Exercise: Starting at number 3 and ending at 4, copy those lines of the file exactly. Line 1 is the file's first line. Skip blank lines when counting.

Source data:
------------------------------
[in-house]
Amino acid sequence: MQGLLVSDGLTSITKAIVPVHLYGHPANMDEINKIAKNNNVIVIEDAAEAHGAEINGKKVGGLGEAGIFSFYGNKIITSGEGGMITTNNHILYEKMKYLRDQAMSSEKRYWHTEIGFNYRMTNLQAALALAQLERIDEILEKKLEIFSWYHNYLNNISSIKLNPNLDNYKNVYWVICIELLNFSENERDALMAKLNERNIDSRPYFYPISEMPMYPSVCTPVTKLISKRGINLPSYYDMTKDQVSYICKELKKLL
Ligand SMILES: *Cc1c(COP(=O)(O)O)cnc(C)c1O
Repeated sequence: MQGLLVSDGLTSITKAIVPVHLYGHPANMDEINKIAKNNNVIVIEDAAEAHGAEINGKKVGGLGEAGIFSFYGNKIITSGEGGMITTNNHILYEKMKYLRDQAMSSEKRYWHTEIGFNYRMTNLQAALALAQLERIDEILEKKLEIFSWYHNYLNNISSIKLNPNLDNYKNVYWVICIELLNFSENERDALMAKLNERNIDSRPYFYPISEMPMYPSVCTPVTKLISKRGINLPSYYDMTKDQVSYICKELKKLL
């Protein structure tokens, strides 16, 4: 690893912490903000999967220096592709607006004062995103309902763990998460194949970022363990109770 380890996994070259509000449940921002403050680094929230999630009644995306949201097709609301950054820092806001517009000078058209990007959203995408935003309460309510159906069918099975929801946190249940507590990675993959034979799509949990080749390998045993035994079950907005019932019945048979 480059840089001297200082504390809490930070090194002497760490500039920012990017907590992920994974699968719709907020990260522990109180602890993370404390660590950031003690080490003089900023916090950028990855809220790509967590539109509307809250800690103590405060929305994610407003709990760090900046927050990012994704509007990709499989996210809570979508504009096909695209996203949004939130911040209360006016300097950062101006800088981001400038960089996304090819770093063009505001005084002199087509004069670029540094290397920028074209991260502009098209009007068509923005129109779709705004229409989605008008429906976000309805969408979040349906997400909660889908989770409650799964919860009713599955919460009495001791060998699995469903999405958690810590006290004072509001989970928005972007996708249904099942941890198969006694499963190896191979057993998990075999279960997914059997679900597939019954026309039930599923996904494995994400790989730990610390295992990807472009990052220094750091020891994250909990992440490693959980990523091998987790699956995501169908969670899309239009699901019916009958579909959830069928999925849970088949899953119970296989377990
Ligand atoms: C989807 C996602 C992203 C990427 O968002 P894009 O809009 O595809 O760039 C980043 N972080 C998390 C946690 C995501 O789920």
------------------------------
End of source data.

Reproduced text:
Ligand SMILES: *Cc1c(COP(=O)(O)O)cnc(C)c1O
Repeated sequence: MQGLLVSDGLTSITKAIVPVHLYGHPANMDEINKIAKNNNVIVIEDAAEAHGAEINGKKVGGLGEAGIFSFYGNKIITSGEGGMITTNNHILYEKMKYLRDQAMSSEKRYWHTEIGFNYRMTNLQAALALAQLERIDEILEKKLEIFSWYHNYLNNISSIKLNPNLDNYKNVYWVICIELLNFSENERDALMAKLNERNIDSRPYFYPISEMPMYPSVCTPVTKLISKRGINLPSYYDMTKDQVSYICKELKKLL